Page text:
Natural diamonds were formed under immense tectonic pressure over 3 billion years ago, when the earth was only a third of the age it is today. Their earliest documented discovery by humans was in southern Asia over 6 millennia ago, although they may actually have been found much earlier. Diamonds feature in the historical texts, poetry and mythology of all the great civilisations of antiquity, including the Romans, Greeks, Egyptians, Persians and Babylonians. This reverence continued through the Middle Ages where people often believed diamonds to have mystical healing properties and powers. Diamonds and other precious gemstones are known to have adorned royalty for many centuries and they have been present in European crown jewels for over 2,300 years. Surprisingly cutting and polishing diamonds into symmetrical geometric shapes was not possible until Venetian craftsmen developed the techniques necessary to achieve this around the eleventh century AD. The use of diamond engagement rings can be traced back to ancient times but the widespread adoption of this practice began with the proposal of Archduke Maximillian of Austria to Princess Mary of Burgundy in 1477.
(Diamonds have been cut and polished into intricate geometric shapes since the early Renaissance)
Diamonds are formed from a dense concentration of carbon atoms that form a distinctive and uniquely dense “diamond lattice” crystal. With the highest possible ‘Mohs’ hardness score of 10, they are the hardest material on the planet. The vast majority of diamonds are the colourless or white variety, while trace elements or impurities in around 1 in 10,000 carats of rough stones mined create coloured rare fancy coloured stones. Fancy coloured diamonds come in many colours, including yellow, brown, orange, green and gray but the most valuable of all are red, closely followed by pink and blue. Almost any combination of the above are also possible (see a more detailed description in our earlier article: Fancy coloured diamonds & the 4 ‘C’s – everything you need to know). The etymology of the word diamond is thought to originate with the ancient Greek adámas, which appropriately translates into modern English as “unbreakable.” Diamonds are found in every continent on earth but some of the most prolific diamond producing nations include: Australia; Canada; South Africa; Botswana; Russia and India.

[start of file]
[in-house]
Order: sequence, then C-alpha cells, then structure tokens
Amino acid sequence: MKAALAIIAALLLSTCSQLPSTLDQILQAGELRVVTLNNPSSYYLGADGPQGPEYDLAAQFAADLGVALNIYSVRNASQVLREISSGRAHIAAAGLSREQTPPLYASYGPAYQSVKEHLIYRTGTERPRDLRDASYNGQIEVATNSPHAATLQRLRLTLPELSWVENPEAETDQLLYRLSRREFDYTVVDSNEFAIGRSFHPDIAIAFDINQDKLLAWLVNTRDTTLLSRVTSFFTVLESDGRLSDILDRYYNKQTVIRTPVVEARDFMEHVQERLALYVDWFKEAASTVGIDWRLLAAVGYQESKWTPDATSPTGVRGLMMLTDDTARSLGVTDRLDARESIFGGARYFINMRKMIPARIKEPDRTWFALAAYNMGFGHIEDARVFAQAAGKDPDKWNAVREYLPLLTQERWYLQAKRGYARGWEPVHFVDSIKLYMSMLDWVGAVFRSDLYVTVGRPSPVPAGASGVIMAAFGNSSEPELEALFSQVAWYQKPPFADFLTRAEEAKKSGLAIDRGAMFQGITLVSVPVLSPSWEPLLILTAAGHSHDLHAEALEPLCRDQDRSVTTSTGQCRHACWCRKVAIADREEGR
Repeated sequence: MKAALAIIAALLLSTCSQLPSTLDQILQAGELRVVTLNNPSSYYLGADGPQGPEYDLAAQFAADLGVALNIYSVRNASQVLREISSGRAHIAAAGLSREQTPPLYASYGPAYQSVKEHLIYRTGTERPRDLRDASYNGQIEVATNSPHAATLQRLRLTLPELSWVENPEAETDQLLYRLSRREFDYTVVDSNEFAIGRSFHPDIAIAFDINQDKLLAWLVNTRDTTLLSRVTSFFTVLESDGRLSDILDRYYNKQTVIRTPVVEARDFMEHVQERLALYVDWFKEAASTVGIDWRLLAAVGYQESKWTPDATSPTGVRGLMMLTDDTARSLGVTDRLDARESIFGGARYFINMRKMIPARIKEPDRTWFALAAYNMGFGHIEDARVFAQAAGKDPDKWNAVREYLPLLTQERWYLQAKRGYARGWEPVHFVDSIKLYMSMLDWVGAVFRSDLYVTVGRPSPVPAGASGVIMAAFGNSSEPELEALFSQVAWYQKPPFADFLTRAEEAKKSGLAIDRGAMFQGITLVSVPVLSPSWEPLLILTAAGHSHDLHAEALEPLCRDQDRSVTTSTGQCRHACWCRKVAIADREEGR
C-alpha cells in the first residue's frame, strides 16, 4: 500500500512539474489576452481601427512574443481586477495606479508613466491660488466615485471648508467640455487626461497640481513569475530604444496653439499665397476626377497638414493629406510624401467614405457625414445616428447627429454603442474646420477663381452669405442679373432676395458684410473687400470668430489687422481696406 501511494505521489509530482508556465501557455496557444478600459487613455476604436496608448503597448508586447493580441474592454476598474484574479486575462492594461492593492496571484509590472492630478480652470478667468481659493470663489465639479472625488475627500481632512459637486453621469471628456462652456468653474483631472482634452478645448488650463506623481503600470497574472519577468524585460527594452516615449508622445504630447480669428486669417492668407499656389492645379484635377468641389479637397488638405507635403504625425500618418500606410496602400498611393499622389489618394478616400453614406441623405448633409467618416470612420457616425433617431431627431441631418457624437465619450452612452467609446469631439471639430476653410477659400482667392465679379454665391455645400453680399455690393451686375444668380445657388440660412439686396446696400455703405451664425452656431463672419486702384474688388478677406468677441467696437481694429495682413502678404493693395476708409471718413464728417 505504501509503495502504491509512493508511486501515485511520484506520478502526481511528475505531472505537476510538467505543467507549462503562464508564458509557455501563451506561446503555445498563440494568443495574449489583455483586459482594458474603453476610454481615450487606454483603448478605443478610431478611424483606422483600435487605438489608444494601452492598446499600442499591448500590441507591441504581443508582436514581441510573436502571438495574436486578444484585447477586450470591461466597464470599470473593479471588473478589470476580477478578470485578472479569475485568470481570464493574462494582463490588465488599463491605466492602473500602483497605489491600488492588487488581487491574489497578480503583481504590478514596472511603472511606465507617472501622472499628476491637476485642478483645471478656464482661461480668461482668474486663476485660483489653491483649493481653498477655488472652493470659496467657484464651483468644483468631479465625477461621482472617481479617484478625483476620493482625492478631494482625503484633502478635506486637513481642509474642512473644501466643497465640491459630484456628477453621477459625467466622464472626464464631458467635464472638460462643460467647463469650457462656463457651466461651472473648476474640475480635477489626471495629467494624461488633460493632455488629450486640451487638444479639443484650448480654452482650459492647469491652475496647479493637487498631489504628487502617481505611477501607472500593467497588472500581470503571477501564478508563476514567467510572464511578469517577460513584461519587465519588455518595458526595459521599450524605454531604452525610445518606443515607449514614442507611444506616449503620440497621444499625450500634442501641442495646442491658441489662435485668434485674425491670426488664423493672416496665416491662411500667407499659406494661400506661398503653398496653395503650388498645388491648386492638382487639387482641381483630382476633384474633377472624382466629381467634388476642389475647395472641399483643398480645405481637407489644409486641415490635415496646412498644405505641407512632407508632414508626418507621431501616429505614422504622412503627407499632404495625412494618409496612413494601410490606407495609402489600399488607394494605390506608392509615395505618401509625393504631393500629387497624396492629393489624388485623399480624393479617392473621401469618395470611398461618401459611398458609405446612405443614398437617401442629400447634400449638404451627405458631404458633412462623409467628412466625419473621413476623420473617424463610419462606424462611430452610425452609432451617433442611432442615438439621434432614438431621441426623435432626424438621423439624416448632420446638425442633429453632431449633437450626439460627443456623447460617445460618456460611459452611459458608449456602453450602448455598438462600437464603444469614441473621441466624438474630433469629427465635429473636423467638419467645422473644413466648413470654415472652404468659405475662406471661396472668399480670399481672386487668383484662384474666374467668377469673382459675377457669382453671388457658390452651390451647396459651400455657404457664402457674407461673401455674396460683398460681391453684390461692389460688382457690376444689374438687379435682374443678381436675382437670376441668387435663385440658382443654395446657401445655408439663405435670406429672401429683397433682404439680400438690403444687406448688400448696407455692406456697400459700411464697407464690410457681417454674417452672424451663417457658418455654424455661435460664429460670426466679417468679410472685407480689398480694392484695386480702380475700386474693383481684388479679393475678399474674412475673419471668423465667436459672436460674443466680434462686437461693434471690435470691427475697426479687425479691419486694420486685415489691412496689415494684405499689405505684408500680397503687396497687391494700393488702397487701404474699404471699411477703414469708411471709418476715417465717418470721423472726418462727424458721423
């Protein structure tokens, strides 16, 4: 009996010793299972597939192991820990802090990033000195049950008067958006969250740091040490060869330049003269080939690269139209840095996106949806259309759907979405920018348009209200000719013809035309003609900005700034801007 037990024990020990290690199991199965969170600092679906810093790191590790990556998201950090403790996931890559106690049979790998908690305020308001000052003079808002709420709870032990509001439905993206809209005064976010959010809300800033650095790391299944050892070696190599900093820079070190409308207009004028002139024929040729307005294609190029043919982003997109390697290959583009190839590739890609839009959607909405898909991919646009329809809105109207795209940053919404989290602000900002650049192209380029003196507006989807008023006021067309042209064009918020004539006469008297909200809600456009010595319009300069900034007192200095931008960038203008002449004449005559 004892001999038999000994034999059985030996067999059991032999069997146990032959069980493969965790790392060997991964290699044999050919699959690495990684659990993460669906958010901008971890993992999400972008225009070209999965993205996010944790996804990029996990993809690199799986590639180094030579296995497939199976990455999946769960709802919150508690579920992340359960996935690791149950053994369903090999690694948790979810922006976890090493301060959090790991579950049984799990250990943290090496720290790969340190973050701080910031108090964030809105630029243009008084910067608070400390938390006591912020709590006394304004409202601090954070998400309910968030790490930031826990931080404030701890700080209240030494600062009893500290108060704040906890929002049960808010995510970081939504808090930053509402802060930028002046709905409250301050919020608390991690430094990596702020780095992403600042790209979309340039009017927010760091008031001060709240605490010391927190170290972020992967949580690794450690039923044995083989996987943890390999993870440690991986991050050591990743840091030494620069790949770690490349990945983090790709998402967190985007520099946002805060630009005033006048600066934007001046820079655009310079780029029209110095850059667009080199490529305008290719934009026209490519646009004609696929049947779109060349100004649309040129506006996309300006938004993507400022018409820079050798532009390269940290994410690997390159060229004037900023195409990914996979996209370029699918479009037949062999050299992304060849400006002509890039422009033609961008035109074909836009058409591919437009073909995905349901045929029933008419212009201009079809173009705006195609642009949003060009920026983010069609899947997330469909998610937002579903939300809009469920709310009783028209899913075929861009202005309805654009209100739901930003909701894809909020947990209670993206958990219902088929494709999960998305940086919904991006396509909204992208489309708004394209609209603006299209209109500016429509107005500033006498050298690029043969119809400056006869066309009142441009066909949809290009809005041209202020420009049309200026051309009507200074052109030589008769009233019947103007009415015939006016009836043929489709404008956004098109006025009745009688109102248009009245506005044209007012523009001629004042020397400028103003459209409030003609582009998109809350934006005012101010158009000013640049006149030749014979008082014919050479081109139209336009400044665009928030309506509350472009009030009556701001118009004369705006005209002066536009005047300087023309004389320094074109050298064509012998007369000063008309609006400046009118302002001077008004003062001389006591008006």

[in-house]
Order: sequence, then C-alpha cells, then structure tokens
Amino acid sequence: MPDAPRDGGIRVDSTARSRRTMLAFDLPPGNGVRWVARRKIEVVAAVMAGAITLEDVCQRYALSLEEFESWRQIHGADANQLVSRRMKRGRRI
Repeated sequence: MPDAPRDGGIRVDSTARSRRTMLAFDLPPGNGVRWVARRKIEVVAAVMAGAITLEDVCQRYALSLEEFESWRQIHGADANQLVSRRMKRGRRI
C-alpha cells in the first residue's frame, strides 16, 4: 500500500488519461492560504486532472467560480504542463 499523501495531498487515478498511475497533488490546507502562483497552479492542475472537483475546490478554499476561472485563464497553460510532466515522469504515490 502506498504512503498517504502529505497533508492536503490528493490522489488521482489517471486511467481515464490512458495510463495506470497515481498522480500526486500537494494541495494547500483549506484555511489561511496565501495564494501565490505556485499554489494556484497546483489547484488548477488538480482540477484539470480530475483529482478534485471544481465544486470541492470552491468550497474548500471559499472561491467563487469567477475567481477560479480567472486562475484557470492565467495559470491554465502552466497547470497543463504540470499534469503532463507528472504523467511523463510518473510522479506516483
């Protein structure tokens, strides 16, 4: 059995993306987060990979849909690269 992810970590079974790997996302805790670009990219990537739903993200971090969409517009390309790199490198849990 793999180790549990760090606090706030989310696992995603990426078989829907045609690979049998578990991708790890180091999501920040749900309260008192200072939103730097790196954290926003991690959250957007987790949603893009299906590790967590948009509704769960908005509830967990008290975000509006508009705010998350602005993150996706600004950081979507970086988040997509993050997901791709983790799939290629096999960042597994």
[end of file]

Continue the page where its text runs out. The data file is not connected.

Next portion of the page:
(Fancy coloured diamonds cover the entire spectrum)
Many tonnes of earth and rock must be moved in order to produce each carat of cut and polished diamond and over 80% of all production ends up in industrial rather than jewellery uses. Most diamonds are sorted, cut and polished by hand in a very labour and time intensive process that has resulted in countries with the lowest wages, most notably India, gaining a competitive advantage. In recent years the ethics of the diamond industry has come under increasing scrutiny and the demand for certified ‘conflict’ free non ‘blood’ diamonds has risen significantly. In 2000 the United Nations agreed the Kimberley Process with the principle diamond producing nations in an effort to stem the tide of conflict diamonds entering the market place, with somewhat mixed success. The only way to be certain of the ethical provenance of a diamond is by determining it’s country of origin – nations such as Australia, Canada, Botswana and South Africa, for example, are stable pluralist democracies with good human rights and labour welfare records.
(The Kimberley Process was set up in 2000 in an attempt to stem the flow of ‘conflict’ diamonds)
Diamonds are the birth stone of the month of April and they have been regarded as a symbol of enduring love for many centuries, which accounts for their prevalence as engagement ring centre stones. Diamond is also associated with the 60th anniversary year, such as the Diamond Jubilee of Queen Elizabeth II in 2012. Many famous diamonds have a strong royal connection, including the Cullinan diamond, sometimes referred to as the ‘Star of Africa,’ which now forms part of the British Crown Jewells. It was discovered in South Africa in 1905 as a 3,106 carat rough stone, which was the largest ever produced up to that time. The ‘Williamson’ pink is another example of a royal stone, set into a broach it was presented to Queen Elizabeth as a 24 carat flawless pink diamond wedding present from the government of Tanganyika (modern Tanzania) in 1947.